This past week was my last full week of training for a road race I signed up for back in January.
Who cares? Why is this even a topic worth exploring or pursuing? Well, for starters, I have not pounded miles on pavement with any regularity since my 40s — and that was not yesterday, by the way. And even though I’ve run, off and on, from the time I was 17, I’ve never really thought of myself as a runner.
At 5’2” with short, stubby legs, I probably look more like a bunny hopping slowly down the street rather than one of those long, lanky types who appear to just glide along, no apparent effort required. Yeah, that’s never been me.
A Contentious Relationship:
“Putting one foot in front of the other, covering miles of streets or trails — I can already feel the resistance.”
I have had a contentious relationship with running my whole life, not going to lie. It’s hard for me, quite challenging in fact, as compared to other modes of physical exercise. Ask me to bench press, or jump rope any day of the week, and I’m game. Kickboxing? Sign me up. But, running? Putting one foot in front of the other, covering miles of streets or trails — I can already feel the resistance.
The road race I’m training for is the Charleston Cooper River Bridge Run, held on the first weekend of April. It’s a popular race, very beautiful as you run through Charleston, South Carolina, over the bridge, ending up in the heart of town. I hear it’s a happening party with live music and festivities to boot.
Originally, my sister and a couple of her friends signed up. They invited me to tag along for the weekend. What’s not to love? A full weekend in the super-cute town of Charleston, with some dangerously fun friends. The invitation was too tempting to not accept. None of the ladies suggested I actually run the race — just tag along for the festivities. I said, Hell yes!
“The problem lies in how I am hardwired.”
Then I began to process the real meaning of saying “yes” to the weekend for me. Could I go away for this amazing, fun, girl’s weekend centered around a 10K run, and skip the run? After all, a mere five months ago I was still down for the count after breaking three vertebrae in a skydiving accident. Add to that the fact that I’d stopped running many years ago, opting for more weight training and high-intensity interval training. Long bouts of cardio aren’t really what’s hot for me right now. Given my post-menopausal state, I focus more on functional movement and weight bearing to keep my ever-declining muscle mass and bone density from disappearing altogether.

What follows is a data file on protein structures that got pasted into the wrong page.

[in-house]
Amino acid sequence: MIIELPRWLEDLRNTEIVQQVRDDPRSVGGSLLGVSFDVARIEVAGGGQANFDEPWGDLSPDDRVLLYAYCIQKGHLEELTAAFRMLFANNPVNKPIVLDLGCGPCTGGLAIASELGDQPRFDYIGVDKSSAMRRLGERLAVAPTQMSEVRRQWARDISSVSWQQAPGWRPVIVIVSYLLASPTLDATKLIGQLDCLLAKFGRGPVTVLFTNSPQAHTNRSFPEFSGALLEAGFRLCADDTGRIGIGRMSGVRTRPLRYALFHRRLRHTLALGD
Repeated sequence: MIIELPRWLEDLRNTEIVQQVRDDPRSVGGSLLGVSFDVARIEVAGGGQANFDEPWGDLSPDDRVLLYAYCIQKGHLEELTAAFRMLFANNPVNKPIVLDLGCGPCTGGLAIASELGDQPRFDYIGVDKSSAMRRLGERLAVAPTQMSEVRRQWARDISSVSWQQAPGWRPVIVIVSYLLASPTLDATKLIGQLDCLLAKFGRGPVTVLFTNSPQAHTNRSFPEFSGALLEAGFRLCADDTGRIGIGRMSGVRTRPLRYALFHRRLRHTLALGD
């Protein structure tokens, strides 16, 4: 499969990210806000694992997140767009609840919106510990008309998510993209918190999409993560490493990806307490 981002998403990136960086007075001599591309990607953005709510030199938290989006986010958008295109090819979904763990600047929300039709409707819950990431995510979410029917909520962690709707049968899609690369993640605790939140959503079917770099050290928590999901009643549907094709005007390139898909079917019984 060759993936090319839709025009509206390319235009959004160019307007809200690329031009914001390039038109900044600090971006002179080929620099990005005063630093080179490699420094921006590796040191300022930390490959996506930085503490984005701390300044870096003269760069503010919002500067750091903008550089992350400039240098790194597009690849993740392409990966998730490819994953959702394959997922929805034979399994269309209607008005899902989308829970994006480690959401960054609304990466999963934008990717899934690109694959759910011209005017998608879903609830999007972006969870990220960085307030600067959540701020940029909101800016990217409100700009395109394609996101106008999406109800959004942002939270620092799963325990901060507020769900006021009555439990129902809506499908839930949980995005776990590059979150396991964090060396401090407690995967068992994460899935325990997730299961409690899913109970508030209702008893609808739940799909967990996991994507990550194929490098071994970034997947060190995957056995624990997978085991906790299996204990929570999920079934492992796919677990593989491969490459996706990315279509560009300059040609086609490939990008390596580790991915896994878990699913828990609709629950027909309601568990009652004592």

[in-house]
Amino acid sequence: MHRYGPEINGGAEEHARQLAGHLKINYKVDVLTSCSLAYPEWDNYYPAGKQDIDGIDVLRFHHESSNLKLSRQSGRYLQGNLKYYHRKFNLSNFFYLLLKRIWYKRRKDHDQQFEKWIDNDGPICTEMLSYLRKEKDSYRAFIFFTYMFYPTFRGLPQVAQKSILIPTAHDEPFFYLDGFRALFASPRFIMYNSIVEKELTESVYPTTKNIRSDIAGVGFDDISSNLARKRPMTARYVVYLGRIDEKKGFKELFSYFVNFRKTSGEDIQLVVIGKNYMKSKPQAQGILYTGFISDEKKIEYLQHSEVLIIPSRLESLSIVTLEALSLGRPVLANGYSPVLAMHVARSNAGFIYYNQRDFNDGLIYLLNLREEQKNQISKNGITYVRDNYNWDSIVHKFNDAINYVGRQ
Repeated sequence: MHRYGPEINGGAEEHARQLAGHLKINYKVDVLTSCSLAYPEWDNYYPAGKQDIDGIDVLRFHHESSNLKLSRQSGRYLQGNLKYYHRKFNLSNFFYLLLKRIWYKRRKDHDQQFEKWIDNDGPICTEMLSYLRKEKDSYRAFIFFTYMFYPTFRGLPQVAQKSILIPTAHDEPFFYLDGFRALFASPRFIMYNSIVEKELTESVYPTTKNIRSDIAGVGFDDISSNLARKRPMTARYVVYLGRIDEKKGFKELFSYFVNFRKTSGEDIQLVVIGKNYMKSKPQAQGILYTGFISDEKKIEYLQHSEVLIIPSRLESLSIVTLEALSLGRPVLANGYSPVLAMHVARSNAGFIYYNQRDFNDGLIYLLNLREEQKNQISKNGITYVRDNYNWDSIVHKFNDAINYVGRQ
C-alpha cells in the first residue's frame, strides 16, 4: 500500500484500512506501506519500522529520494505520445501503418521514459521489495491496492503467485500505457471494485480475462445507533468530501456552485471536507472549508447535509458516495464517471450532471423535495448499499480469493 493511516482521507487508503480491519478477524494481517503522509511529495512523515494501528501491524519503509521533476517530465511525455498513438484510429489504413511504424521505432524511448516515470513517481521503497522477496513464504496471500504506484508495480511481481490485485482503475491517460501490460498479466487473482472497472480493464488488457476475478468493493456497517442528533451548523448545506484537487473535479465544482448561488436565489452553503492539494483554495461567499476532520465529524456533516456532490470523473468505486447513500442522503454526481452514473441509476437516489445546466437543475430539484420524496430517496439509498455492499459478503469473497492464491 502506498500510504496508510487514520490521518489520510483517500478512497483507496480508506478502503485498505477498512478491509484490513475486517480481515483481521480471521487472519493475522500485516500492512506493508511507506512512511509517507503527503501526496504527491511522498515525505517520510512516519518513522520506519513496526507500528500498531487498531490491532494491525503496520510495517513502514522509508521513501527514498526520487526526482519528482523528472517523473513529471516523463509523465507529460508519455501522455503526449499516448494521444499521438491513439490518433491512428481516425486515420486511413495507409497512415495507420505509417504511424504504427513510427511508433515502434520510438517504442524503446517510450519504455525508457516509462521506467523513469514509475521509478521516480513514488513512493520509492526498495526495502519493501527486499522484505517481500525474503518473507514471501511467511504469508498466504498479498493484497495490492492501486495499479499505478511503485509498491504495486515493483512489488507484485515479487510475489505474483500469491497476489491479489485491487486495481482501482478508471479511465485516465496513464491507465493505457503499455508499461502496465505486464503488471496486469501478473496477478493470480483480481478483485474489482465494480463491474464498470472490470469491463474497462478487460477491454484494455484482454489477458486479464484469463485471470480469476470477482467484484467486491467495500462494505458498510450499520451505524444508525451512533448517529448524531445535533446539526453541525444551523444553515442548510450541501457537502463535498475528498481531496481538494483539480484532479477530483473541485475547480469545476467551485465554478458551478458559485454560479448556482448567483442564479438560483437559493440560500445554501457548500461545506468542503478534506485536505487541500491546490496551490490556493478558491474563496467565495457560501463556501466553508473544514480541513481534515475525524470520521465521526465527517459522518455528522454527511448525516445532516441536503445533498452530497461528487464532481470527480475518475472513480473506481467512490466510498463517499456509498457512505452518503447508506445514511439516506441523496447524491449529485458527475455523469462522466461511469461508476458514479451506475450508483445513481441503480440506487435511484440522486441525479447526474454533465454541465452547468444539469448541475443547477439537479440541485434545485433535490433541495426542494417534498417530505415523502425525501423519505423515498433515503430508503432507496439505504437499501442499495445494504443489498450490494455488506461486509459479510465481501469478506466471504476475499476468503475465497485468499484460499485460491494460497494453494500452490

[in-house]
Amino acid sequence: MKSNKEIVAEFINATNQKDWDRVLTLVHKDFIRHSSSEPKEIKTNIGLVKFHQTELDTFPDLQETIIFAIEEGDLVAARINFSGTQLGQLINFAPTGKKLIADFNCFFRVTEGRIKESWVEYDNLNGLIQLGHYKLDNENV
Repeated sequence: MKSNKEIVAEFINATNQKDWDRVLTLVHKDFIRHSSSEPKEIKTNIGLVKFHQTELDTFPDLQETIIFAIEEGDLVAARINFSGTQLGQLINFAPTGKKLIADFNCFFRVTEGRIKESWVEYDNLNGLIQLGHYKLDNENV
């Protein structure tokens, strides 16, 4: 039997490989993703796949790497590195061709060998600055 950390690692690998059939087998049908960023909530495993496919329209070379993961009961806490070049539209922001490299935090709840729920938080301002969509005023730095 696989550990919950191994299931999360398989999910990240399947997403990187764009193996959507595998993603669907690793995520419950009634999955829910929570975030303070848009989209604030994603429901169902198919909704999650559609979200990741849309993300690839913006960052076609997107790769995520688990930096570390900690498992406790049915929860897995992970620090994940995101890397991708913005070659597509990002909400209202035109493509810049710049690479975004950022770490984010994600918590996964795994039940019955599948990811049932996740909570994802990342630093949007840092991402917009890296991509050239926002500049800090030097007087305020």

The problem lies in how I am hardwired. After saying yes and sending my sister the payment for the lodging, I began to process the actual weekend events. What would I do as my friends prepare for their hour-plus adventure on the streets of Charleston? How would I feel eating a bowl of pasta that Friday night, knowing that I didn’t really “need” the carbs? What about the early morning scurrying to eat, hydrate, and use the potty? Would I just stay in bed to avoid the glaringly obvious “you’re not running this race” hullabaloo happening around me?
The more I contemplated the machinations of how the weekend would unfold, the more it became obvious to me that there was really only one choice for me. Well, two. I could back out of the girl’s weekend entirely, or I could sign up for the race.
Making A Decision:
“It’s not as if one can just show up and run 6.2 miles out of nowhere. You have to start at zero.”
And just like that, without much more thought, I put down my $55 and registered. So, now what?
I found myself in a predicament. Now I had to train.
Sadly, there was no way around it. It’s not as if one can just show up and run 6.2 miles out of nowhere. You have to start at zero. So that’s how in early January I found myself waiting for my Covid symptoms to subside so I could begin the journey.
And journey is exactly what this has turned out to be. On Day One, January 11th, I finished one mile using a combination of jogging and walking. The goal of completing just one mile, without stopping, was a target for some future date — which I also soon accomplished. Easy-peasy, right?
But I was going to have to string together more than six of those miles, by a deadline 11 weeks in the future, April 2nd. The question became, Is this achievable? Am I capable, and what do I need to implement to make this a reality?
This has become a case of We Can Do Anything, if: one, we want to; two, we develop a practical, doable plan of action to get there; and three, execute on that plan, no excuses. And just knowing that is incredibly empowering — for us all. We can do hard things. We can make different decisions, outside our comfort zone, and succeed.
I proved that just yesterday, in my last long run before the race: I ticked off six (.2) miles, no stopping.
So the distance between flat on our backs and running a road race gets shorter, one tiny executable behavior at a time. See you at the finish line.